Up to Speed on the Green New Deal


Image via Flickr

Maxwell Bernstein | October 28, 2020

The Green New Deal is a simple, non-binding congressional resolution that states the government’s role in tackling climate change. 

The resolution focuses on the government’s recognition that climate change is caused by human activity, along with recognizing the racial and socioeconomic inequalities that will be exacerbated by climate change. 

The deal proposes a plan to combat climate change and to go net-zero by 2050 through investing in green energy, high-wage jobs, and upgrading infrastructure to be more efficient and environmentally safe. 

The Green New Deal is based on the October 2018 report entitled, Special Report on Global Warming of 1.5 oC, by the Intergovernmental Panel on Climate Change, and the November 2018 Fourth National Climate Assessment.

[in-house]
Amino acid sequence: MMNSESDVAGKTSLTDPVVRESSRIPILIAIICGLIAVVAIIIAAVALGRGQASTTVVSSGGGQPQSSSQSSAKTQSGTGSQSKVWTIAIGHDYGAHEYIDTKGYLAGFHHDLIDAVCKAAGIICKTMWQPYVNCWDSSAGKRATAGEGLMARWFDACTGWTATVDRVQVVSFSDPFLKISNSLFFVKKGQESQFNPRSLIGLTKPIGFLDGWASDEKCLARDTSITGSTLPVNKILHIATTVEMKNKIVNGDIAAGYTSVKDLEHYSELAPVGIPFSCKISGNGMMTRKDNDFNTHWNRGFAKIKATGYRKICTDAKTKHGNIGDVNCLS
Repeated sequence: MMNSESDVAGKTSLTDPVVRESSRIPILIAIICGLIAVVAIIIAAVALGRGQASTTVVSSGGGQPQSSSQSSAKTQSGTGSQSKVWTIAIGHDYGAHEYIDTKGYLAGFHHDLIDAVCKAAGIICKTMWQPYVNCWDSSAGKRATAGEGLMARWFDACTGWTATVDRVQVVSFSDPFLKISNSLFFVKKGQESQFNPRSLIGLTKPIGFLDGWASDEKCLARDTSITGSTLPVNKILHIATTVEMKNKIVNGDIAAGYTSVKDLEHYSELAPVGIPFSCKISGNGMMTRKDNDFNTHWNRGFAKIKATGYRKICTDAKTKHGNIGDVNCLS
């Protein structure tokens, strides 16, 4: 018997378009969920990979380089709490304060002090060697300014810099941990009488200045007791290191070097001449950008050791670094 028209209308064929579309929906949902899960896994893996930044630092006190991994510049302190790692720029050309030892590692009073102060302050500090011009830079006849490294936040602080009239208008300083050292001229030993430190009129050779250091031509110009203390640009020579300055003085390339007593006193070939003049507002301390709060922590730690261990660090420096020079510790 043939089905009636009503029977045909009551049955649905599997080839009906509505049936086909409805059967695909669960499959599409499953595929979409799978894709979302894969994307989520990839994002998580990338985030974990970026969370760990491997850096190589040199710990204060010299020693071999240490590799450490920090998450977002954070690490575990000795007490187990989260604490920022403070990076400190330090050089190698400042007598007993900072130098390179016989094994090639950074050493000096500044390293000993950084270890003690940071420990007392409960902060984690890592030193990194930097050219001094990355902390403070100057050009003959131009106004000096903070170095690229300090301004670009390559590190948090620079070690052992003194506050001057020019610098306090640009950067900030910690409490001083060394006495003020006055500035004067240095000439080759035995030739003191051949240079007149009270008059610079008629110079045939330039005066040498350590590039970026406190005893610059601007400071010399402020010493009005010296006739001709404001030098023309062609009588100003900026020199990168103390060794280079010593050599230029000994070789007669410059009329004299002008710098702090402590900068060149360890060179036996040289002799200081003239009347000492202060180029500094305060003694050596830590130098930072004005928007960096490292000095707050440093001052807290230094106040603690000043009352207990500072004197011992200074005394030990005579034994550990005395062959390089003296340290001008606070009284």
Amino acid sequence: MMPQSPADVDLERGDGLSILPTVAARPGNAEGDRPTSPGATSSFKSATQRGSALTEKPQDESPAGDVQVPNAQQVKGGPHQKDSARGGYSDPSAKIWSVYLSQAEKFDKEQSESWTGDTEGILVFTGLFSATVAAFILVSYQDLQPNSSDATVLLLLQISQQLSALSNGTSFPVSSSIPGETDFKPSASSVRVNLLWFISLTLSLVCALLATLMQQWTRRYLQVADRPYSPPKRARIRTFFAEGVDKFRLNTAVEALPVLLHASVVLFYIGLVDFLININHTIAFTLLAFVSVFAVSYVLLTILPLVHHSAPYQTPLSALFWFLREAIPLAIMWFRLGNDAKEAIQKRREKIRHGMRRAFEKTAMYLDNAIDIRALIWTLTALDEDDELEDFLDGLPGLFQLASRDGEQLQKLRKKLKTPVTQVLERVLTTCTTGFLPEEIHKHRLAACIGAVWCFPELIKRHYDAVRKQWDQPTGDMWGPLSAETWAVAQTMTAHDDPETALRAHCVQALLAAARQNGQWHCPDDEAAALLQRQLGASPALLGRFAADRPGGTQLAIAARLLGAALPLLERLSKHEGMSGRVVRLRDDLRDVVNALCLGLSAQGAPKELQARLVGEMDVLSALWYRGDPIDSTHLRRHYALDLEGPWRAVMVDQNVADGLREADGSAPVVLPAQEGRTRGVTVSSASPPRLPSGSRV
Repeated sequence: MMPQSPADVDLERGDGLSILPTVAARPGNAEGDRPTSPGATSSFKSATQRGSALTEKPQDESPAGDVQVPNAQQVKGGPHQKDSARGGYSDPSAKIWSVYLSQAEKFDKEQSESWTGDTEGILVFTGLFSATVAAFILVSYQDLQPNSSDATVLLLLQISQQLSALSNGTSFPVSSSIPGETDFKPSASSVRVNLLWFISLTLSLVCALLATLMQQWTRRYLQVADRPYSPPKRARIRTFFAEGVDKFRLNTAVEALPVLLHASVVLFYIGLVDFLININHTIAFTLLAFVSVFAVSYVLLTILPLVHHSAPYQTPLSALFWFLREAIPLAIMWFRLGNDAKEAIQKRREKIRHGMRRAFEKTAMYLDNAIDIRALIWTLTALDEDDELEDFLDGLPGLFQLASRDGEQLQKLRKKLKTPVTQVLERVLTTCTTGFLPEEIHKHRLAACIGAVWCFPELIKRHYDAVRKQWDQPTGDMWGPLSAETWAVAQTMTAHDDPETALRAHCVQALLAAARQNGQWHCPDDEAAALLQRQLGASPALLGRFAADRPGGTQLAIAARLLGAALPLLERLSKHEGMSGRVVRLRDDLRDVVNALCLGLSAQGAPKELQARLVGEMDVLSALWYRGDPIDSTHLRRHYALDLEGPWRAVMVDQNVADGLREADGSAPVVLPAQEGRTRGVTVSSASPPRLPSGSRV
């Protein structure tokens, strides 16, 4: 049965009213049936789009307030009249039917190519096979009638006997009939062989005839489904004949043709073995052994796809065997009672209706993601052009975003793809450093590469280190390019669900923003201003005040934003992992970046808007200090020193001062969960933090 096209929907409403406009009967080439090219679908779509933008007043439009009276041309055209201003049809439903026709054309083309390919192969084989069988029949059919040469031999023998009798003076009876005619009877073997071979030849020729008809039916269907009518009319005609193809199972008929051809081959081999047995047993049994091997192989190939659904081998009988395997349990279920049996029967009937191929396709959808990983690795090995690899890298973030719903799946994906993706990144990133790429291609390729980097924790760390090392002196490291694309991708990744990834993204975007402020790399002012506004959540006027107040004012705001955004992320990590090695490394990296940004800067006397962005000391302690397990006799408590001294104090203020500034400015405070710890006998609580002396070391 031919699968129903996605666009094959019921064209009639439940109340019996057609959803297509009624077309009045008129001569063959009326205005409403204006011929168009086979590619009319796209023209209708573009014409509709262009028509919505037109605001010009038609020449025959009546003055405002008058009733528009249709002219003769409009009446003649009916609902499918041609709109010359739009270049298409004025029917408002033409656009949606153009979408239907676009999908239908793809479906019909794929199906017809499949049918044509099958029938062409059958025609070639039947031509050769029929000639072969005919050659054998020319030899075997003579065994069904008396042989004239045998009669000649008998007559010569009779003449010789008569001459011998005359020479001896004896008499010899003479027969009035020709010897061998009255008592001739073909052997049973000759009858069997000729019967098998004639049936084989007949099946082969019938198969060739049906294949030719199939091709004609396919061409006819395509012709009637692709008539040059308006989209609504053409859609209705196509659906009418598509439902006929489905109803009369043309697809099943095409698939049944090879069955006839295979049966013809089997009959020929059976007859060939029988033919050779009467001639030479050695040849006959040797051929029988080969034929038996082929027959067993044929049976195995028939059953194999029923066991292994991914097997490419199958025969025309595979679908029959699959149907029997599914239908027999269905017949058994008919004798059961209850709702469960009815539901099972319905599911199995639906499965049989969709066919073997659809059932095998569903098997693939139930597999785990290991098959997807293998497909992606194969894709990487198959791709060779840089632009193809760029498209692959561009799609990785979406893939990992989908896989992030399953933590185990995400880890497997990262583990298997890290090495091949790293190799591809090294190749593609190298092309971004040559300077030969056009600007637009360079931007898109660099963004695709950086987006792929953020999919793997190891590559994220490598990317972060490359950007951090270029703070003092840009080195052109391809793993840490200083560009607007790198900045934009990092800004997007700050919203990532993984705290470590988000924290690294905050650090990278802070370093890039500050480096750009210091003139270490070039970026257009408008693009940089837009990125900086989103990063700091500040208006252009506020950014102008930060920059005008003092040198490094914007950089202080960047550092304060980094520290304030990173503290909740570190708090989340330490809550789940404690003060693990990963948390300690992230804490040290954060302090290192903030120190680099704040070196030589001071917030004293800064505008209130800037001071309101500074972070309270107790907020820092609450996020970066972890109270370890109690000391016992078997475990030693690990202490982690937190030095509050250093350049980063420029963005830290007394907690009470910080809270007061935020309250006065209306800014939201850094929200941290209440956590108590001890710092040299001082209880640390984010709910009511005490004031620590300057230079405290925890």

The resolution was introduced by Representative Alexandria Ocasio-Cortez D-New York and Senator Edward J. Markey D-Massachusetts on Feb. 7, 2019, and was ultimately shot down by the Senate on Mar. 15, 2019. 

With the election in 6 days, politicians on all levels of government are proposing legislation that is based on the Green New Deal. President Trump outwardly does not endorse the Green New Deal and has said the deal would cost more money and turn the United States into “a Ninth World country.” Former Vice President Joe Biden laid out a $2 trillion plan that he supports over the specifics of the Green New Deal. 

To read about the policies, plans, and specifics of each presidential candidate, follow this link.

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